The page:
Near Jackson Hill Bridge & Waugh Bridge
West of Waugh Drive, restored wetlands and a private event space offer key attractions for social butterflies and actual butterflies. Lost Lake features a restored pond that previously existed next to the bayou (near the intersection of Dunlavy Street and Allen Parkway), while The Dunlavy provides a 3800-square-foot event facility, as well as a Grab and Go concept providing counter-service breakfast and lunch seven days a week. The surrounding gardens, which accommodate Beth Yeshurun Cemetery, feature a stream garden, a cascade water feature, which leads to the McGovern Lawn. The Dunlavy site also includes a park visitor center, canoe/kayak rental facility and 80 parking spaces.
Waugh Bridge itself is the site of a natural, nocturnal phenomenon as the Waugh Bridge Bat Colony awakens at sunset. The curious gather here to watch as the famous colony of Mexican free-tailed bats takes flight, a spectacle happens every night around dusk. According to the City of Houston Parks Department, the colony of an estimated 250,000 bats could consume nearly 2.5 tons of insects each night. Who doesn’t love watching 250,000 insect eaters setting out for a night of feasting? Access: By car, park near Wortham Fountain or find parking near the American General complex across Allen Parkway. On foot or bike, use the Jackson Hill Bridge and take the trail to the Waugh Bridge.
The simple beauty of the dandelion-shaped spray of the Wortham Fountain has made it a longtime favorite of Houstonians and visitors. Local architecture buffs will appreciate that Rice University architecture professor William T. Cannady designed the fountain, which was completed in 1978. Local canines often show their admiration with a refreshing dip in the fountain.
Tails have been wagging all over town since the much-anticipated Johnny Steele Dog Park opened earlier this year, complete with fountains, ponds, shade structures and separate zones for large and small dogs. The genuine, real-deal dog park is named for longtime local landscaper Johnny Steele. Access: By car, park along Allen Parkway near Montrose Boulevard, or at the American General Complex on weekends. For pedestrians, the dog park is easily accessible via the Rosemont Bridge.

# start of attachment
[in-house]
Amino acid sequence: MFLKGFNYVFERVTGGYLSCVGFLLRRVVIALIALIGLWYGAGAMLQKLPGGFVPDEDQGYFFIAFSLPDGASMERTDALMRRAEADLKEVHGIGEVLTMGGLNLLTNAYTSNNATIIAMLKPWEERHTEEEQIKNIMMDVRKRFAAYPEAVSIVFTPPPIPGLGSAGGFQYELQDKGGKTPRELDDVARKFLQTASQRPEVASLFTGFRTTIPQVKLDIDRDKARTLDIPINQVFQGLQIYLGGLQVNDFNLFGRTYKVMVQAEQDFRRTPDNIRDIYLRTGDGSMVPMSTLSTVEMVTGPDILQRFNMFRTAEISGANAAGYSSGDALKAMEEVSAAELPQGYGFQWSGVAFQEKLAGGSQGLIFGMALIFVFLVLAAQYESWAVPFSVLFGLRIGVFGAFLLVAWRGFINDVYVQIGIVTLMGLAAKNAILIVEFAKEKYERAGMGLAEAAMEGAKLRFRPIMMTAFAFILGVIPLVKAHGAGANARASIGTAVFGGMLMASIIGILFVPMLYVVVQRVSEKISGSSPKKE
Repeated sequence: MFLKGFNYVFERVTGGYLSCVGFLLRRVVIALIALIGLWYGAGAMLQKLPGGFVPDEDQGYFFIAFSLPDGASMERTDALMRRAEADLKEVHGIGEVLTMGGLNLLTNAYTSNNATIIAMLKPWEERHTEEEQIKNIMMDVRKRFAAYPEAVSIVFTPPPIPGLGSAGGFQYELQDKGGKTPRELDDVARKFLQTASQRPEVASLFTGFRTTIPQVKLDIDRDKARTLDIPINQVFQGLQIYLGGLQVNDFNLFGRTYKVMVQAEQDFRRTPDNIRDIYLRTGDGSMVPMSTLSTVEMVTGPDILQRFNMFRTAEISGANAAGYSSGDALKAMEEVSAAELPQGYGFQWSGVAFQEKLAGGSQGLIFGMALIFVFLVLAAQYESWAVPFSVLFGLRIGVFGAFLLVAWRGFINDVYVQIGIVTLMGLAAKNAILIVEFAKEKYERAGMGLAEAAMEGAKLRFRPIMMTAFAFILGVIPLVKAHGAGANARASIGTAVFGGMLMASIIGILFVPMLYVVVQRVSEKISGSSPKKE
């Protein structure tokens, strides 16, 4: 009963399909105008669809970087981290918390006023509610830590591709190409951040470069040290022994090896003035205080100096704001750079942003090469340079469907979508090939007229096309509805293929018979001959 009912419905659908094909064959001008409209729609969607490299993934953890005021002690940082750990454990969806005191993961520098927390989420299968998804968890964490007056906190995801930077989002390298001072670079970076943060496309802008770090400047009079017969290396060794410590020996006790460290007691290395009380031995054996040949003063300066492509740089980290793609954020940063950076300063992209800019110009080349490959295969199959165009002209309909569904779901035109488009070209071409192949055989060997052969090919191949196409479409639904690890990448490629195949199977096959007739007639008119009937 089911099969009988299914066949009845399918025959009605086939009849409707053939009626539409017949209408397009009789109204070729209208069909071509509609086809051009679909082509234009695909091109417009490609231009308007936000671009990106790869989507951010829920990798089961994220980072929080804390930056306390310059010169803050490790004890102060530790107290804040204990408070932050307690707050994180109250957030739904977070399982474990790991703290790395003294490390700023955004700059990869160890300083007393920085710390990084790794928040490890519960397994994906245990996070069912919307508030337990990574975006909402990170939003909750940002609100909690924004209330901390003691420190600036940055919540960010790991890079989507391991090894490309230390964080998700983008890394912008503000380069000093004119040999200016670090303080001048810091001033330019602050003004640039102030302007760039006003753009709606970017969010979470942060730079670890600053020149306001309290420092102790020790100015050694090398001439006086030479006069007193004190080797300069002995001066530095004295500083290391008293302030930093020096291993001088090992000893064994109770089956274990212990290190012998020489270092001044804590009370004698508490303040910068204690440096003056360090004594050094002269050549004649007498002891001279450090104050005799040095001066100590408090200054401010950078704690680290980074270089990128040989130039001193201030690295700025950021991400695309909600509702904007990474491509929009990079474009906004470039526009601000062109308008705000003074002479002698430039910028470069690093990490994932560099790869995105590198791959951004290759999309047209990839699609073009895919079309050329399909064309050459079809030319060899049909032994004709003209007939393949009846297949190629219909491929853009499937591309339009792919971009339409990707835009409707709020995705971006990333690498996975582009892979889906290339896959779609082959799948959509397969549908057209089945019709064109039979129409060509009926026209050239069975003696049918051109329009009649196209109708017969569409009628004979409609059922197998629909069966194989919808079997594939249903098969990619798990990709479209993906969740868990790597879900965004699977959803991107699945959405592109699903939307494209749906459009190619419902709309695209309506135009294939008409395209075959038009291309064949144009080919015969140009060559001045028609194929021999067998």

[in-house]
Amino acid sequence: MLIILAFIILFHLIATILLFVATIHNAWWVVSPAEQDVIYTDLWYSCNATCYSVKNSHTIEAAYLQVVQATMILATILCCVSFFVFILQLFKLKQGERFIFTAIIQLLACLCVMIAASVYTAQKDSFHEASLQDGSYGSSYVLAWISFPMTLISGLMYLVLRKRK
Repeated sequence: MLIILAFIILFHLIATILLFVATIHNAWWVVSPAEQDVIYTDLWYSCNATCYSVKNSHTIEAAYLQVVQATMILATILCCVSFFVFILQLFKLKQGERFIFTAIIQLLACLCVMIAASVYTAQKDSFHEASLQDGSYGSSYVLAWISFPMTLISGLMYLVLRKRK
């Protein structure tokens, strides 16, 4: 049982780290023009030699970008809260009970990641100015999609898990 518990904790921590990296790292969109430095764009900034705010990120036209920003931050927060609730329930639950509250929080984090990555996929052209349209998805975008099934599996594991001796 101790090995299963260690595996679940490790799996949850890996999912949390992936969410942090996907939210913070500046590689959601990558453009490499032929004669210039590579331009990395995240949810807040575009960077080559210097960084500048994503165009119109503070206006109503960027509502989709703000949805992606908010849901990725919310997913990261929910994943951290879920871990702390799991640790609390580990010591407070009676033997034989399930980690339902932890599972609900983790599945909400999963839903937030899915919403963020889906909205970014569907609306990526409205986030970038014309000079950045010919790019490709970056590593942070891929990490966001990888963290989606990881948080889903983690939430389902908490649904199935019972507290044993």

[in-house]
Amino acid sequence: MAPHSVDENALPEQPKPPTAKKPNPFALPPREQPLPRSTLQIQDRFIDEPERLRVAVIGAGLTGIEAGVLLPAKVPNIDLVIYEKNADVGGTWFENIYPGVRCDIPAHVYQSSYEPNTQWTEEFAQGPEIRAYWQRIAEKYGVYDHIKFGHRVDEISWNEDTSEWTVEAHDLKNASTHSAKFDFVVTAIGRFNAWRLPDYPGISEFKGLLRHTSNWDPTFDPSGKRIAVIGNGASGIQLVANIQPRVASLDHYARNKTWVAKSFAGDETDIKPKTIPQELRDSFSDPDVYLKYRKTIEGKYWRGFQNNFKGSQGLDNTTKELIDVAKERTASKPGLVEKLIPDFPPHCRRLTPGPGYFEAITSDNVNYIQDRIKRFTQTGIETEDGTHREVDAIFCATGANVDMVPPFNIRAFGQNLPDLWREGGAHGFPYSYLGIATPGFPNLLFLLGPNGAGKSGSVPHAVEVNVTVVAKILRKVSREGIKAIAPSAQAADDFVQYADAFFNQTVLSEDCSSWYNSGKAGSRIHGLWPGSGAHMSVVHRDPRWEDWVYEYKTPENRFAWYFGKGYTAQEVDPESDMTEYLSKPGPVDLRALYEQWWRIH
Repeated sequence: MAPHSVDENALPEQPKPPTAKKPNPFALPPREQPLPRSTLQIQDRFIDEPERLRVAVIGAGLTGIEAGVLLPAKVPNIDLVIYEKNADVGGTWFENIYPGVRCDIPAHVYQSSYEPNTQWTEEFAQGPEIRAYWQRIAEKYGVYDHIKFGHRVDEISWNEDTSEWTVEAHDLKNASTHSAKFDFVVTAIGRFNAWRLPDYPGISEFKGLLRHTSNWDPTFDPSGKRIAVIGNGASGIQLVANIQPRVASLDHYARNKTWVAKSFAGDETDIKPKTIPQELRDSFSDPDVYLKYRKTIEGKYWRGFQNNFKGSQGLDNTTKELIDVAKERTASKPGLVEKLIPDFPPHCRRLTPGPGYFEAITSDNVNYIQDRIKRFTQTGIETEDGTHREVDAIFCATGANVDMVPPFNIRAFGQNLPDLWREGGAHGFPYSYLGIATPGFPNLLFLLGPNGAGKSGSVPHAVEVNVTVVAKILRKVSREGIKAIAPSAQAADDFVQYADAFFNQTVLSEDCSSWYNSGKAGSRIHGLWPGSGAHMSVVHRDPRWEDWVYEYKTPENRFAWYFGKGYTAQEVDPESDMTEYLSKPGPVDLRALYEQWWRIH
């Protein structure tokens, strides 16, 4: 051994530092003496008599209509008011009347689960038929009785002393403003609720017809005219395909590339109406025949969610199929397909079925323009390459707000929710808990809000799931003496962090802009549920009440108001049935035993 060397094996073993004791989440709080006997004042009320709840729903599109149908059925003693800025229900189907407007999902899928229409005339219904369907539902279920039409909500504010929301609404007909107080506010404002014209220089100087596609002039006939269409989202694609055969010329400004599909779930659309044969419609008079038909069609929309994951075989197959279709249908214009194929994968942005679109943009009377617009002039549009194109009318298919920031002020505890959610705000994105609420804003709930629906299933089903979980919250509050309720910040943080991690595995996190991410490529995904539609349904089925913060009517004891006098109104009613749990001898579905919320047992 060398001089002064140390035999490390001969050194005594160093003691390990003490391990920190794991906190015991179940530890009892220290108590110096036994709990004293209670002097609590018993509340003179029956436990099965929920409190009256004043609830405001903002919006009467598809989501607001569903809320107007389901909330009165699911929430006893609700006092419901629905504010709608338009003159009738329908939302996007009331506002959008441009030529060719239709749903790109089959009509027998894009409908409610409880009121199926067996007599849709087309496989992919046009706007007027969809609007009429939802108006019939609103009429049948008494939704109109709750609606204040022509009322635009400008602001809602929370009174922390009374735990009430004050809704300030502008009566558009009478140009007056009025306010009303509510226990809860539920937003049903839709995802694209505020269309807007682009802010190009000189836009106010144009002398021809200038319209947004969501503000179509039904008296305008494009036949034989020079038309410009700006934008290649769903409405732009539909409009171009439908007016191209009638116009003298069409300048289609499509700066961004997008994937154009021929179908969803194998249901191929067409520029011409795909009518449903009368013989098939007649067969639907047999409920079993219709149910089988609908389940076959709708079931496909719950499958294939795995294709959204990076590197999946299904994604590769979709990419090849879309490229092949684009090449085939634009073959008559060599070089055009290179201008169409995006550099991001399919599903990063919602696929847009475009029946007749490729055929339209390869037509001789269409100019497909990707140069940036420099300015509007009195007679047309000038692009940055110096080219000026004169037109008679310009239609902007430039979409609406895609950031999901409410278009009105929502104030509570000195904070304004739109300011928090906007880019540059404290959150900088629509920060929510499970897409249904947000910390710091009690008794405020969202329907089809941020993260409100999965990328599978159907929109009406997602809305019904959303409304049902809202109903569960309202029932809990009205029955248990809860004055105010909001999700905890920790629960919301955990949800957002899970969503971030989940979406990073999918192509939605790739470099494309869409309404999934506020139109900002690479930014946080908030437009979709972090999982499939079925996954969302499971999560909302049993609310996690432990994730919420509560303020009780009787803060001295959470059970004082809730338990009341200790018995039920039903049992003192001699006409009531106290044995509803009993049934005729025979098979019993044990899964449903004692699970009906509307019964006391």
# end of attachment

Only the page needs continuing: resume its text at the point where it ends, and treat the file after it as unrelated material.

Near Montrose Bridge & Rosemont Bridge
The expansive and highly visible Rosemont Bridge, with its two-pronged approach to the trails, serves as a beacon pointing to the pleasurable pursuits that await along Buffalo Bayou. The “high road” branch ushers pedestrians and cyclists from the north side of Memorial Drive over to the south bank of the bayou, while the “low road” portion traverses the two banks of the bayou.
For some nature appreciation, retreat from the bustling city with a walk in the wooded Green Tree Nature Trail, a truly hidden gem that takes a bit of effort to find. This peaceful patch is located off the southeast segment of the Memorial Drive/Waugh cloverleaf interchange. It lies on the north bank of the bayou, in a sense, “just across the street” (Memorial Drive) from Spotts Park. Pedestrians can venture off the concrete trails on the north bank of the bayou to explore this mini-nature preserve via its meandering gravel/mulch trail to admire native trees and plants and observe the squirrels, rabbits and birds who enjoy this habitat on a regular basis. Access: By foot, seek out this nature trail via the lower leg of the Rosemont Bridge.